Brazilian ironwood seed extracts may decrease blood sugar levels, for rats at least

By Adi Menayang

- Last updated on GMT

Photo: iStock/Tatters
Photo: iStock/Tatters

Related tags Diabetes mellitus Blood sugar Diabetes

Galcatomannan from seeds of Brazilian ironwood (Caesalpinia ferrea), when administered at doses of 10 mg/kg body weight to Wistar rats with induced diabetes, was effective to control hyperglycemia and to promote recovering of insulin sensitivity in adipose tissue, researchers found.

The plant is known for having hydrophilic polysaccharides—or galactomannans—which previous studies suggest may have anti-hyperglycemic benefits (though the galactomannans from Brazilian ironwood itself have not been studied).

“Galactomannans differ from each other not only by botanical origin, but also by molecular weight and mannose/galactose (M/G) molar ratio in its polymer chain,”​ the researchers wrote in their study, published in the journal Food Hydrocolloids. ​The plant, popularly used for its wood, has been traditionally used by some communities in Brazil to treat diabetes. It is sold in tea form, known in Portuguese as chá de pau ferro ​(ironwood tree). 

The study was conducted to chemically characterize the polysaccharide from the seed and evaluate its effects in controlling streptozotocin-induced Type 2 Diabetes in Wistar rats.

Study details

Seed gum of the plant was isolated from a specimen collected from the Federal University of Ceará, Brazil and the Galactomannan precipitated using ethanol. The gelatinous precipitate was the supplementation used in the study.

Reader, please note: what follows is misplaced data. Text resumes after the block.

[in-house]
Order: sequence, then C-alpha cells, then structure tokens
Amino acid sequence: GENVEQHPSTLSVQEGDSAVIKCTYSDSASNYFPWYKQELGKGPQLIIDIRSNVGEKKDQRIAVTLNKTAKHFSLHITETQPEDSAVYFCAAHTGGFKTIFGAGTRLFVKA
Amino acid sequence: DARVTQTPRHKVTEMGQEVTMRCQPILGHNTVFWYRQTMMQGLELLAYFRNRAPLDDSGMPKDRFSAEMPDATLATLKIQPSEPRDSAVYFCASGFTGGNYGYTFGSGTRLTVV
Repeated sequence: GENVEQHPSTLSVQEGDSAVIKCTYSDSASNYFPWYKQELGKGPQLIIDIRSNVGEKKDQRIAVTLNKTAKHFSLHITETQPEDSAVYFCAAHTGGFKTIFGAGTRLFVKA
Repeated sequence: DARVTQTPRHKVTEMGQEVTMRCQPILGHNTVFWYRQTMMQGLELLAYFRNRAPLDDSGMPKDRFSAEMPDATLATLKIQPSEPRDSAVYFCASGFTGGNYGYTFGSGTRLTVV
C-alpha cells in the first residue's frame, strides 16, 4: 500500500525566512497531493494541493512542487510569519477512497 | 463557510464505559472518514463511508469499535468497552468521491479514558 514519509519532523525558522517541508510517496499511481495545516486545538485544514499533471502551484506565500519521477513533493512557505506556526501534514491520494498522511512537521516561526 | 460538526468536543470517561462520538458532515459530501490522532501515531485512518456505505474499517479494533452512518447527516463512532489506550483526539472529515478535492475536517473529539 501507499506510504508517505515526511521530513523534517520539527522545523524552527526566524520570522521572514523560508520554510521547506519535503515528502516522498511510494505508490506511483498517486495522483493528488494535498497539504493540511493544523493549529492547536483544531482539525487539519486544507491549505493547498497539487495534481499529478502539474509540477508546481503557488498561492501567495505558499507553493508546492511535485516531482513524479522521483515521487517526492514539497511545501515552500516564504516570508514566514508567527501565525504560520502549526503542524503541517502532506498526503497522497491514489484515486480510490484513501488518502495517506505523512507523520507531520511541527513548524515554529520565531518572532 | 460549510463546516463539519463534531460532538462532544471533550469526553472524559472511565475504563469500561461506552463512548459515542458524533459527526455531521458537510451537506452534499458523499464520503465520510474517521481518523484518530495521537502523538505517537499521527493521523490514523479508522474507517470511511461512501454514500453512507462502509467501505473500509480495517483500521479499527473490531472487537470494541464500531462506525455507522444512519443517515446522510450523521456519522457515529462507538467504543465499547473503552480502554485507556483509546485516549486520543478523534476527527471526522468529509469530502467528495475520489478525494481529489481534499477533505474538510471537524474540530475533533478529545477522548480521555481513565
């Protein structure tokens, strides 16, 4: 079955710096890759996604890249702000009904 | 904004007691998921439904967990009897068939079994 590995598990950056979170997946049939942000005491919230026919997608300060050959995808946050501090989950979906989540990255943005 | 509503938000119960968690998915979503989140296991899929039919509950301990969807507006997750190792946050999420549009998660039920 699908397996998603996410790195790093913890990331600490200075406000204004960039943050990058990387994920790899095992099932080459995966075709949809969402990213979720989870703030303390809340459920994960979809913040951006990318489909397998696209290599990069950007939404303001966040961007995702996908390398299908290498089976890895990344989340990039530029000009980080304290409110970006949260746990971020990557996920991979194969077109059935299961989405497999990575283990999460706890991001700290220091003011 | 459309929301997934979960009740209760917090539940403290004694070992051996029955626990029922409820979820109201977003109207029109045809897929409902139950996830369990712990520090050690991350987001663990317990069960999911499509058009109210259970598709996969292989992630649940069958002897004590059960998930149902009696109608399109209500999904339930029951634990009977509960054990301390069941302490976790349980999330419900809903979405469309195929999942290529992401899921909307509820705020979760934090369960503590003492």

Wistar rats five days of age were divided in two groups: One group was induced to diabetes by receiving an injection of streptozotocin.

After 10 weeks, the diabetic rats were divided into another two groups, one treated with the polysaccharide supplementation by oral gavage, and another receiving only water. Rats from these three groups were observed for their body weight, glycaemia, water, and food intake weekly.

Researchers performed glucose tolerance tests on all rats after 12 hours of fasting at weeks 10 and 15. Blood sample was collected from the tail.

Analysis: Effect of galactomannan administration

Compared to the diabetic group that only received water, the group supplemented with polysaccharides experienced a significant decrease of blood glucose levels, though results from a glucose tolerance test did not reveal improvement of the glucose tolerance with supplementation.

According to the researchers, these results are in line with other studies on galactomannan, such as one done in 1997 on the galactomannan of plants from the Pestalotiopsis species, as well as a 2008 study of galactomannan from Canadian fenugreek seed.

“[Brazilian ironwood] galactomannan, when administered at doses of 10 mg/kg body weight to Wistar rats with streptozotocin (STZ) induced diabetes, was effective to control hyperglycemia and to promote recovering of insulin sensitivity, at least in adipose tissue, allowing a functional recovery of adipose tissue,”​ the researchers wrote.

“The glycemic control effects by [the polysaccharide] seem to be related to the formation of a polymeric network by viscous JSG solutions (even at low concentrations), by reducing glucose intestinal absorption,”​ they added.

Future research is required to clarify the mechanisms of galactomannan from this plant, as well as further exploration of its metabolism and excretion.

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Source: Food Hydrocolloids
Published online ahead of print,
"Polysaccharides from ​Caesalpinia ferrea seeds – Chemical characterization and anti-diabetic effects in Wistar rats"
Authors: Arcelina P. Cunha, et al.

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